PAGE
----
Black Lawmakers Give Joe Biden a Warm Reception

Black Lawmakers Give Joe Biden a Warm Reception

Vice President Joe Biden, right, shakes hands with NAACP President and CEO Cornell William Brooks at the NAACP annual convention Wednesday, July 23, 2014, in Las Vegas. Biden called on members of the NAACP to spread the word about what he called "a hailstorm" of measures to restrict citizens’ ability to vote, trying to rally the Democratic Party'’s base before the midterm elections. (AP Photo/John Locher)
Vice President Joe Biden, right, shakes hands with NAACP President and CEO Cornell William Brooks at the NAACP annual convention Wednesday, July 23, 2014, in Las Vegas. (AP Photo/John Locher)

Kyle Cheney, POLITICO

 
(Politico) – Vice President Joe Biden’s last-minute decision to score some facetime with powerful black leaders may do little to shake their strong inclination toward Hillary Clinton. But among the rank-and-file attendees at Saturday’s prayer breakfast hosted by the Congressional Black Caucus Foundation, the Democratic primary is still a wide open fight.

Biden earned several warm ovations from the admiring crowd, and he held court for 20 minutes while breakfast was served, posing for selfies with dozens of fans and turning on his classic, toothy charm as he clasped hands with well-wishers and slapped the backs of strangers angling to get close to him.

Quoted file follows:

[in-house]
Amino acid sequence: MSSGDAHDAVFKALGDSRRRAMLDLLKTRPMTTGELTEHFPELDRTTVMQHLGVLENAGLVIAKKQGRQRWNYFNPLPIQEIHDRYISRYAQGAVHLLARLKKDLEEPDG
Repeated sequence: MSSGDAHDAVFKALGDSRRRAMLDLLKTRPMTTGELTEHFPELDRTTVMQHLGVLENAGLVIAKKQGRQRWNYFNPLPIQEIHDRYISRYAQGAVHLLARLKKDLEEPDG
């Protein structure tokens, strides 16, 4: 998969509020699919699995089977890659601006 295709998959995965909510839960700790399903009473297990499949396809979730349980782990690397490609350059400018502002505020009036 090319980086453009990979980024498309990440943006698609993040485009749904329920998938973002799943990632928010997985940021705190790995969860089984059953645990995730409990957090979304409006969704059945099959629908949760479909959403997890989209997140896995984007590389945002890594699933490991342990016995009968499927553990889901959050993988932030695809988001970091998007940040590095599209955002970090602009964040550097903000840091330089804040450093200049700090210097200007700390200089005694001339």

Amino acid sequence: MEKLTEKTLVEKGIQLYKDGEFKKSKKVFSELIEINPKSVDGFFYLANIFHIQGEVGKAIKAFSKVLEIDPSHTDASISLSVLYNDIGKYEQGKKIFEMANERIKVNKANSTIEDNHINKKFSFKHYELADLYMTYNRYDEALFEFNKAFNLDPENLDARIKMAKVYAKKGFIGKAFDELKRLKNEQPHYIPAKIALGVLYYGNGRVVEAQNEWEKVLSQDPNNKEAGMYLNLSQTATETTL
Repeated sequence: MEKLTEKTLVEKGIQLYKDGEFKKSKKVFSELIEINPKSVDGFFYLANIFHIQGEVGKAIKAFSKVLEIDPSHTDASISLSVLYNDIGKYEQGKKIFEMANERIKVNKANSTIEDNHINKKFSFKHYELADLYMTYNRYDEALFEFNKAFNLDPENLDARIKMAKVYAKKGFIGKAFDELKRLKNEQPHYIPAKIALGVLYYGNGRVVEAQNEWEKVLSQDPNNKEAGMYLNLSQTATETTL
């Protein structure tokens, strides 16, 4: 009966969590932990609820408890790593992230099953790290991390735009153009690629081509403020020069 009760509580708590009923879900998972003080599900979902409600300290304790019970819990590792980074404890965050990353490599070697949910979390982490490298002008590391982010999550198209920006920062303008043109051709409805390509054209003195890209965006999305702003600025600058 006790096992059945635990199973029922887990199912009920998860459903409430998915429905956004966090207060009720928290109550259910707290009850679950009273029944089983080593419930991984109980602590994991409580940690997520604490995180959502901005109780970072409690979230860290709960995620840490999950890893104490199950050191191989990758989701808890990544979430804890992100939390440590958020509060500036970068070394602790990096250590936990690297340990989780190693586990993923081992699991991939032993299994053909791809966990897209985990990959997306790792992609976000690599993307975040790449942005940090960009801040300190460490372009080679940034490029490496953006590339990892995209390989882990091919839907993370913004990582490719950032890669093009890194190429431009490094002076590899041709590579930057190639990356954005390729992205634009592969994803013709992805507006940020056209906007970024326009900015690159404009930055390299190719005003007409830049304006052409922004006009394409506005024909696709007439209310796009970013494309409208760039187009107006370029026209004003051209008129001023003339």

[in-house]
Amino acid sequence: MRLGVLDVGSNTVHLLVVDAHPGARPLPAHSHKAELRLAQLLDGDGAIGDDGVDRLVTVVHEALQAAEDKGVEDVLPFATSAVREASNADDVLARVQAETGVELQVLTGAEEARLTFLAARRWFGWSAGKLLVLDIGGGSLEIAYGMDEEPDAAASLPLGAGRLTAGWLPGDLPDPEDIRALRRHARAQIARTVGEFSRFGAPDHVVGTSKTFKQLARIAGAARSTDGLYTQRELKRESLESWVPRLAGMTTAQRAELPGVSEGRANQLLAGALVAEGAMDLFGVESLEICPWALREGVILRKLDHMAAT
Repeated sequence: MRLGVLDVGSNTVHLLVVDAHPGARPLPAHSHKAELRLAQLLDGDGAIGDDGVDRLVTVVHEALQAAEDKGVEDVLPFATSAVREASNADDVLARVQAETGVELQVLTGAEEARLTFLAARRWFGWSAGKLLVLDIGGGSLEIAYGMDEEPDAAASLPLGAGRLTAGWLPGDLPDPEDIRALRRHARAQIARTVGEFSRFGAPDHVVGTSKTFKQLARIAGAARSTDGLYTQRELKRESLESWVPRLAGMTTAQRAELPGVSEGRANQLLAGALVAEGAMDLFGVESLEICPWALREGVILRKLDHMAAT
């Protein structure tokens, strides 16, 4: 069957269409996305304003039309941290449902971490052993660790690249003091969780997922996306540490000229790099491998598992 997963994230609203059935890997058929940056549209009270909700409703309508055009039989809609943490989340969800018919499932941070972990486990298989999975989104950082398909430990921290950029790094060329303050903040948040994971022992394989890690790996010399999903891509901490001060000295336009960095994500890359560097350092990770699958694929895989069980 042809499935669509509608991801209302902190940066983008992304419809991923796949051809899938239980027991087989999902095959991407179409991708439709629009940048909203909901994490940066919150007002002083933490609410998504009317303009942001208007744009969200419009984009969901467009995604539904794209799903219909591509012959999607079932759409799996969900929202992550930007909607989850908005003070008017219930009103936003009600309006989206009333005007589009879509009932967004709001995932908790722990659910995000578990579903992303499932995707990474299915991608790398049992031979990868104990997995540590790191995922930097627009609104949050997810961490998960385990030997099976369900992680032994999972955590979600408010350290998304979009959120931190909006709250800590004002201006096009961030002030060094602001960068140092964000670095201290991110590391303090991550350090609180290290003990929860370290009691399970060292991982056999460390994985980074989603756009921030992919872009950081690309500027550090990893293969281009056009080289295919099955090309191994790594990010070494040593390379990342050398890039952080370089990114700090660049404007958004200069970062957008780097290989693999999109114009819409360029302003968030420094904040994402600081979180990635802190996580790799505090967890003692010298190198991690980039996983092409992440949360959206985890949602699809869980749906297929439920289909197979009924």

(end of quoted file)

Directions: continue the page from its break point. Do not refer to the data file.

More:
If his appearance was a trial balloon for a presidential bid, the message from attendees would do little to dissuade him.

“I think that we should have a chance to choose from among a good variety of candidates,” said Jim Baker, a management consultant from Philadelphia who said he’s ridden the Amtrak with Biden. “Choice is better than only one option. He’s a great man.”

As Biden inches closer to a presidential bid, his relationship with the black community could be an instructive bellwether. African Americans remember the presidency of Bill Clinton fondly, and Hillary Clinton’s own advocacy and work for the community has helped her capture the support of a majority of black lawmakers and solid backing in polls of black voters.

But attendees at the event told POLITICO that younger voters who didn’t come of age in the Clinton years have less of a connection to the former First Lady and secretary of state. Biden, as vice president in the administration of the first black president, may engender a lot of support for his role as Barack Obama’s top ally.
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